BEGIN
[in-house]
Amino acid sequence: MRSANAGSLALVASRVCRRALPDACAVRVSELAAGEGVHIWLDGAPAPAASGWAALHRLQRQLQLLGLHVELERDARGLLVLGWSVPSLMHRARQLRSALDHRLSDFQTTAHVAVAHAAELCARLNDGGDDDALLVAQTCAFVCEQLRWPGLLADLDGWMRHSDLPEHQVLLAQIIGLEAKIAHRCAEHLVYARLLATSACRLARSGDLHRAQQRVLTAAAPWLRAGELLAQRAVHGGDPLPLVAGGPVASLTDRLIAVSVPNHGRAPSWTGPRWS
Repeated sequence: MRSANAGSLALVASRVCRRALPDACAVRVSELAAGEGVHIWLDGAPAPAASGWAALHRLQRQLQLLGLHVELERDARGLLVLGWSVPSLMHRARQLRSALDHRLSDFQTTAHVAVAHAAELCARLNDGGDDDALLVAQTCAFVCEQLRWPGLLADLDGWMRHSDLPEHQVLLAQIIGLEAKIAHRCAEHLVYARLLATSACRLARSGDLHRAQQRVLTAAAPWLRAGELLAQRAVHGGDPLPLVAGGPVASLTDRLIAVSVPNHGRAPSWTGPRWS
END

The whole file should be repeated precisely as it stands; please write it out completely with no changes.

[in-house]
Amino acid sequence: MRSANAGSLALVASRVCRRALPDACAVRVSELAAGEGVHIWLDGAPAPAASGWAALHRLQRQLQLLGLHVELERDARGLLVLGWSVPSLMHRARQLRSALDHRLSDFQTTAHVAVAHAAELCARLNDGGDDDALLVAQTCAFVCEQLRWPGLLADLDGWMRHSDLPEHQVLLAQIIGLEAKIAHRCAEHLVYARLLATSACRLARSGDLHRAQQRVLTAAAPWLRAGELLAQRAVHGGDPLPLVAGGPVASLTDRLIAVSVPNHGRAPSWTGPRWS
Repeated sequence: MRSANAGSLALVASRVCRRALPDACAVRVSELAAGEGVHIWLDGAPAPAASGWAALHRLQRQLQLLGLHVELERDARGLLVLGWSVPSLMHRARQLRSALDHRLSDFQTTAHVAVAHAAELCARLNDGGDDDALLVAQTCAFVCEQLRWPGLLADLDGWMRHSDLPEHQVLLAQIIGLEAKIAHRCAEHLVYARLLATSACRLARSGDLHRAQQRVLTAAAPWLRAGELLAQRAVHGGDPLPLVAGGPVASLTDRLIAVSVPNHGRAPSWTGPRWS